The Tennis Players

by Lars Gustafsson

The scene: Austin, Texas, 1974. A Visiting Professor of Swedish Literature at the University of Texas, quite uncoincidentally named Lars Gustafsson, is teaching a seminar in nineteenth-century European thought and quietly perfecting his game of tennis. His serenity is tested by a sudden series of bizarre events that turns The Tennis Players into a delightful romp through modern-day academe. A previously unknown Memoires d’une chimiste, written by a Polish exile, proves to be a key to August Strindberg’s famed “Inferno Crisis” of 1894-96, when the Swedish master suffered from severe delusions. Could it really be true that he was in fact the victim of an anarchist conspiracy?—even paranoids, after all, have real enemies—and Strindberg criticism threatens to be blown apart, not to mention the entire national defense, when an enterprising programmer manages to feed Strindberg’s Inferno and Pietziewzskozsky’s Memoires into the Early Warning System’s computer to see if the two works do indeed correspond. Meanwhile, the campus of the University of Texas is on the verge of a new wave of riots pending the high-handed cancellation of a student production of Wagner’s Das Rheingold in favor of Verdi’s Aida, complete with elephants. Lars Gustafsson is one of Sweden’s leading men of letters. The Tennis Players is his second novel to be published in English. Of the more reflective The Death of a Beekeeper (1981), John Updike commented in The New Yorker, “it is a beautiful work, lyrical and bleak, resonant and terse.”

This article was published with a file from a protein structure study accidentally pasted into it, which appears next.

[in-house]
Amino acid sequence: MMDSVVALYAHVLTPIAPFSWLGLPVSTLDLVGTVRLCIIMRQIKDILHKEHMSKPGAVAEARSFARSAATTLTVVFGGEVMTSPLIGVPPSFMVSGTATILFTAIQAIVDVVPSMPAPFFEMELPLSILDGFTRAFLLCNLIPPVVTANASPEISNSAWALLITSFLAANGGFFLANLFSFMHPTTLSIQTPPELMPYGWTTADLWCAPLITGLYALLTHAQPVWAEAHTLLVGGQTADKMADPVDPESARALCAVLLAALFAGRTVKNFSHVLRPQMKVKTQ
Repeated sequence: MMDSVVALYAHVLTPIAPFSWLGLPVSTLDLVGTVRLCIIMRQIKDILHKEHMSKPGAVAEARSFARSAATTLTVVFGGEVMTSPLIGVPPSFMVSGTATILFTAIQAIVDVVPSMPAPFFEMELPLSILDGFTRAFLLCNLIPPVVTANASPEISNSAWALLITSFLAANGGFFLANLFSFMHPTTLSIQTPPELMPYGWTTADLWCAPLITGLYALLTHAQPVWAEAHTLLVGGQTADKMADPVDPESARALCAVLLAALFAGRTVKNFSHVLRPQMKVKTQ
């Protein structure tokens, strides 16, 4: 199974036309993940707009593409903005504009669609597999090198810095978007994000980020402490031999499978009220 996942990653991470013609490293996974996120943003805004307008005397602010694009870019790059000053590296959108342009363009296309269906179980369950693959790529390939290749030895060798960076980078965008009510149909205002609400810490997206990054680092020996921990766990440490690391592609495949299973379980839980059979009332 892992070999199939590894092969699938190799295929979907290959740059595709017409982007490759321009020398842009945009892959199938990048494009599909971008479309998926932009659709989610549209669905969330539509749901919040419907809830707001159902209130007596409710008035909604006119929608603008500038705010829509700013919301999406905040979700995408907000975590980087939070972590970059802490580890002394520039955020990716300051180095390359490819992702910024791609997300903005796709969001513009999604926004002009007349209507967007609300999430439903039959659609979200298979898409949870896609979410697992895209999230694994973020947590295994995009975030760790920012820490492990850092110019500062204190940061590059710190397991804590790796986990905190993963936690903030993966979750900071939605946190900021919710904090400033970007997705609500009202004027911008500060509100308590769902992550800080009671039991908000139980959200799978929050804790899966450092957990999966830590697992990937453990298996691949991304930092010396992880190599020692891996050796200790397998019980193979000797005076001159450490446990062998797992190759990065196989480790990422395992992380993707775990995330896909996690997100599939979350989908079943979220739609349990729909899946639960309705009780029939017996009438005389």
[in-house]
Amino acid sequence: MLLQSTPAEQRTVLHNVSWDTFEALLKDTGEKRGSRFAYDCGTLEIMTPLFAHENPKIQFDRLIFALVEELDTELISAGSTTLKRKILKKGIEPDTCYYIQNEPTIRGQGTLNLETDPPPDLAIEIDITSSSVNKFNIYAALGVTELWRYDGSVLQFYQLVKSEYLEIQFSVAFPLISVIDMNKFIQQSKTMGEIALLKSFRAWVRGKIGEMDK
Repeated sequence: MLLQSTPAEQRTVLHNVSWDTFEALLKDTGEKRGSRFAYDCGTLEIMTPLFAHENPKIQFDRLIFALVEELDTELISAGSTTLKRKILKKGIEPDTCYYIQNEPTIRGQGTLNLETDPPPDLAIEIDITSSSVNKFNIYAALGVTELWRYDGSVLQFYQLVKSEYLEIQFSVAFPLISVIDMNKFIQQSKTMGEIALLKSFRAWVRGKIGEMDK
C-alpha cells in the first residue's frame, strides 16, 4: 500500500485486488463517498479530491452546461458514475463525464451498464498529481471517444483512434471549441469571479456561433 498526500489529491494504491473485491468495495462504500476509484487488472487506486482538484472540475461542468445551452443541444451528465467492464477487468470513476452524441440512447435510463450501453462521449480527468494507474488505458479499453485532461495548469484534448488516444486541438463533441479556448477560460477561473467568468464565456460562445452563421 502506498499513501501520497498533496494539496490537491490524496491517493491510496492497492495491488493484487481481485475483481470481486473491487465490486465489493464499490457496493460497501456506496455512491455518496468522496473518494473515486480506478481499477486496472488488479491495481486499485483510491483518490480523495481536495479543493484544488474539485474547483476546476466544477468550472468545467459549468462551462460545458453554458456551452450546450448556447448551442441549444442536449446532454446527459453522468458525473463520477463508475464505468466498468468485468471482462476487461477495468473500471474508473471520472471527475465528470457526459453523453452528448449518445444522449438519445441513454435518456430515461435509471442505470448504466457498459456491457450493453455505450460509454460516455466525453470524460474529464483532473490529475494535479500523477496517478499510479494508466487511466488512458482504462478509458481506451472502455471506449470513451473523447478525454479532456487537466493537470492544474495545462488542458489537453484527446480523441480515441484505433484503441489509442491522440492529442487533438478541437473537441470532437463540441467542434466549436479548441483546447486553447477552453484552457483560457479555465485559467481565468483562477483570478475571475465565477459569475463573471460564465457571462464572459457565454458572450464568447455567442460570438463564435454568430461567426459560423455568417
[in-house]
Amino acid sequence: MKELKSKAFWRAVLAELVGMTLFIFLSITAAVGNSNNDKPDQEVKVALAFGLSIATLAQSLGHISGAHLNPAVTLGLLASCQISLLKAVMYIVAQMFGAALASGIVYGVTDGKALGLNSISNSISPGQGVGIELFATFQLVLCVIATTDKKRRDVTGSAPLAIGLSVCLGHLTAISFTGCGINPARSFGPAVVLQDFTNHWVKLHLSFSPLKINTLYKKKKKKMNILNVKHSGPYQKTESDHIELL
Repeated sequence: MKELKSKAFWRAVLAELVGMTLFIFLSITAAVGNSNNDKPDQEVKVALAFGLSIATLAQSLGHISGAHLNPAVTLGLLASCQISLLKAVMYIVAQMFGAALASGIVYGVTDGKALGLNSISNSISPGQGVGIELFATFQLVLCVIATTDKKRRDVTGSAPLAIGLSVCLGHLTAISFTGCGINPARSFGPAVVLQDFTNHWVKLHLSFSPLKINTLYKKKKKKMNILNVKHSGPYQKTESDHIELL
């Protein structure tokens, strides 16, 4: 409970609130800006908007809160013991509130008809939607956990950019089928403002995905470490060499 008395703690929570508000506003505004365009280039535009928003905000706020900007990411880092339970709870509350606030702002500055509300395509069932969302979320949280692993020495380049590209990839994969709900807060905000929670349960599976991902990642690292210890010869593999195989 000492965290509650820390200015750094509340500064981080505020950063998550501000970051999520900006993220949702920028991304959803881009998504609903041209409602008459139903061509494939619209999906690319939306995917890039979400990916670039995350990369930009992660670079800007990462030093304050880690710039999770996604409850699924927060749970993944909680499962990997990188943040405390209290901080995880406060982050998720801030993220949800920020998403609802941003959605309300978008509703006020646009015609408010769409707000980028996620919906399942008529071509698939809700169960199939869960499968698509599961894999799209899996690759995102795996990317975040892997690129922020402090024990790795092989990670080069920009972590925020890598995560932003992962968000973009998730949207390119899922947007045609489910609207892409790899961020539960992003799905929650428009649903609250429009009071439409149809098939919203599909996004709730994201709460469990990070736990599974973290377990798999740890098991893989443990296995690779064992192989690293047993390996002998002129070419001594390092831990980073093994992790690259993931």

Paperback(published May, 01 1983)

Portrait of Lars Gustafsson

Lars Gustafsson

Contemporary Swedish novelist, story-writer, poet, critic and professor.